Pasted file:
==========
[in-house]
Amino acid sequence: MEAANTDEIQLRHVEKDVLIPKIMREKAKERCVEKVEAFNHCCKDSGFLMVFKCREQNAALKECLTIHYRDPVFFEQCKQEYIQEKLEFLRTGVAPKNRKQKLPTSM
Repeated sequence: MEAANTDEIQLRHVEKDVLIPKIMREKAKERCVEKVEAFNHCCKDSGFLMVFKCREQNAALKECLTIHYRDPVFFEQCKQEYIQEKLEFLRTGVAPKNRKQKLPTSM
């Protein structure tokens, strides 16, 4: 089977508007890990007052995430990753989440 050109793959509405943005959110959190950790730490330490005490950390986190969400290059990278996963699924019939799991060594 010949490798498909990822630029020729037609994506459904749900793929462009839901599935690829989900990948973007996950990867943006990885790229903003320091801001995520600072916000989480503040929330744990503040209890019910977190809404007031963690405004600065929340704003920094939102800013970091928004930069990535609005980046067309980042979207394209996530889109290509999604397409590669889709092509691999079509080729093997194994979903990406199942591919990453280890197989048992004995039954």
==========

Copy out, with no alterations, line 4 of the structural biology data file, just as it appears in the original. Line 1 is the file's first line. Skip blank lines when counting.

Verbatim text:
């Protein structure tokens, strides 16, 4: 089977508007890990007052995430990753989440 050109793959509405943005959110959190950790730490330490005490950390986190969400290059990278996963699924019939799991060594 010949490798498909990822630029020729037609994506459904749900793929462009839901599935690829989900990948973007996950990867943006990885790229903003320091801001995520600072916000989480503040929330744990503040209890019910977190809404007031963690405004600065929340704003920094939102800013970091928004930069990535609005980046067309980042979207394209996530889109290509999604397409590669889709092509691999079509080729093997194994979903990406199942591919990453280890197989048992004995039954």